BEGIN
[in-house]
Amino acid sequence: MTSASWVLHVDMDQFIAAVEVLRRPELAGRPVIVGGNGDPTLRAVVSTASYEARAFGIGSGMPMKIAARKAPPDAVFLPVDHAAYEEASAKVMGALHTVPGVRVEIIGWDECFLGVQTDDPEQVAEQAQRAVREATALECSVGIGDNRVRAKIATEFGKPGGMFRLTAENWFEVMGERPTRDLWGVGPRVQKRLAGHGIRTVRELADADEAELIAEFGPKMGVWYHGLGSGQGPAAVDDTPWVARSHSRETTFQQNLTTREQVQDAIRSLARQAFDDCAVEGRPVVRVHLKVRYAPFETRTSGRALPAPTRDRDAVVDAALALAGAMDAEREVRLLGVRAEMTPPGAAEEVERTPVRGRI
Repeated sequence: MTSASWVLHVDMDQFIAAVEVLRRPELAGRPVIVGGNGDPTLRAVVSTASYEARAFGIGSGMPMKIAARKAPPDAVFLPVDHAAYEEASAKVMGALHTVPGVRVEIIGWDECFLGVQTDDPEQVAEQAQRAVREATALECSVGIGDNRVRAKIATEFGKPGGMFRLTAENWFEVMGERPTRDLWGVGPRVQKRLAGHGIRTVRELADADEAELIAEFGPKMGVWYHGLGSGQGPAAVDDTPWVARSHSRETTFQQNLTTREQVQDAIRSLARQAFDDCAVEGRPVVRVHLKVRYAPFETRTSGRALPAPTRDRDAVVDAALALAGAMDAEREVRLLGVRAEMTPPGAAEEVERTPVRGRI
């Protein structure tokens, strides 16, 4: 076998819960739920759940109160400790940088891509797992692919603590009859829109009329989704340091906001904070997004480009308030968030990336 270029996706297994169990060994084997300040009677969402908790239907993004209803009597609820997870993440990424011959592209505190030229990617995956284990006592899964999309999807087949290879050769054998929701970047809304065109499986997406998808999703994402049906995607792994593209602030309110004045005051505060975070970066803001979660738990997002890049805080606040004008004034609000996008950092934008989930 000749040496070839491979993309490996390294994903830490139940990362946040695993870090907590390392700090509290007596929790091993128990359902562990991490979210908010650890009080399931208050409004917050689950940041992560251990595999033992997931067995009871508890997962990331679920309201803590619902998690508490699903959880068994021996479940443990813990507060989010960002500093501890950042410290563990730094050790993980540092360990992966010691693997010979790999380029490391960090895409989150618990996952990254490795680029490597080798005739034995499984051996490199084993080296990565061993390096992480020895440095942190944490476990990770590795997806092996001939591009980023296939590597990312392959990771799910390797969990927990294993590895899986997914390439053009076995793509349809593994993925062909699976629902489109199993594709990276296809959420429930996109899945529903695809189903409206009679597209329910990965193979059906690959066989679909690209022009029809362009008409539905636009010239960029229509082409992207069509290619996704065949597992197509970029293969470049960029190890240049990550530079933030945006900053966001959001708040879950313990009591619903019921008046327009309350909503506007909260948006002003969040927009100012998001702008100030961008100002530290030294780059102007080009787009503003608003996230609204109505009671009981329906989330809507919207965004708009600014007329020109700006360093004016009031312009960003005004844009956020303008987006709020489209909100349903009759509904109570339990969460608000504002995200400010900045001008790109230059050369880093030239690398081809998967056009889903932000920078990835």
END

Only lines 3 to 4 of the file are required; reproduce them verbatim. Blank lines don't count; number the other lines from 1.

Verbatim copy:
Repeated sequence: MTSASWVLHVDMDQFIAAVEVLRRPELAGRPVIVGGNGDPTLRAVVSTASYEARAFGIGSGMPMKIAARKAPPDAVFLPVDHAAYEEASAKVMGALHTVPGVRVEIIGWDECFLGVQTDDPEQVAEQAQRAVREATALECSVGIGDNRVRAKIATEFGKPGGMFRLTAENWFEVMGERPTRDLWGVGPRVQKRLAGHGIRTVRELADADEAELIAEFGPKMGVWYHGLGSGQGPAAVDDTPWVARSHSRETTFQQNLTTREQVQDAIRSLARQAFDDCAVEGRPVVRVHLKVRYAPFETRTSGRALPAPTRDRDAVVDAALALAGAMDAEREVRLLGVRAEMTPPGAAEEVERTPVRGRI
């Protein structure tokens, strides 16, 4: 076998819960739920759940109160400790940088891509797992692919603590009859829109009329989704340091906001904070997004480009308030968030990336 270029996706297994169990060994084997300040009677969402908790239907993004209803009597609820997870993440990424011959592209505190030229990617995956284990006592899964999309999807087949290879050769054998929701970047809304065109499986997406998808999703994402049906995607792994593209602030309110004045005051505060975070970066803001979660738990997002890049805080606040004008004034609000996008950092934008989930 000749040496070839491979993309490996390294994903830490139940990362946040695993870090907590390392700090509290007596929790091993128990359902562990991490979210908010650890009080399931208050409004917050689950940041992560251990595999033992997931067995009871508890997962990331679920309201803590619902998690508490699903959880068994021996479940443990813990507060989010960002500093501890950042410290563990730094050790993980540092360990992966010691693997010979790999380029490391960090895409989150618990996952990254490795680029490597080798005739034995499984051996490199084993080296990565061993390096992480020895440095942190944490476990990770590795997806092996001939591009980023296939590597990312392959990771799910390797969990927990294993590895899986997914390439053009076995793509349809593994993925062909699976629902489109199993594709990276296809959420429930996109899945529903695809189903409206009679597209329910990965193979059906690959066989679909690209022009029809362009008409539905636009010239960029229509082409992207069509290619996704065949597992197509970029293969470049960029190890240049990550530079933030945006900053966001959001708040879950313990009591619903019921008046327009309350909503506007909260948006002003969040927009100012998001702008100030961008100002530290030294780059102007080009787009503003608003996230609204109505009671009981329906989330809507919207965004708009600014007329020109700006360093004016009031312009960003005004844009956020303008987006709020489209909100349903009759509904109570339990969460608000504002995200400010900045001008790109230059050369880093030239690398081809998967056009889903932000920078990835």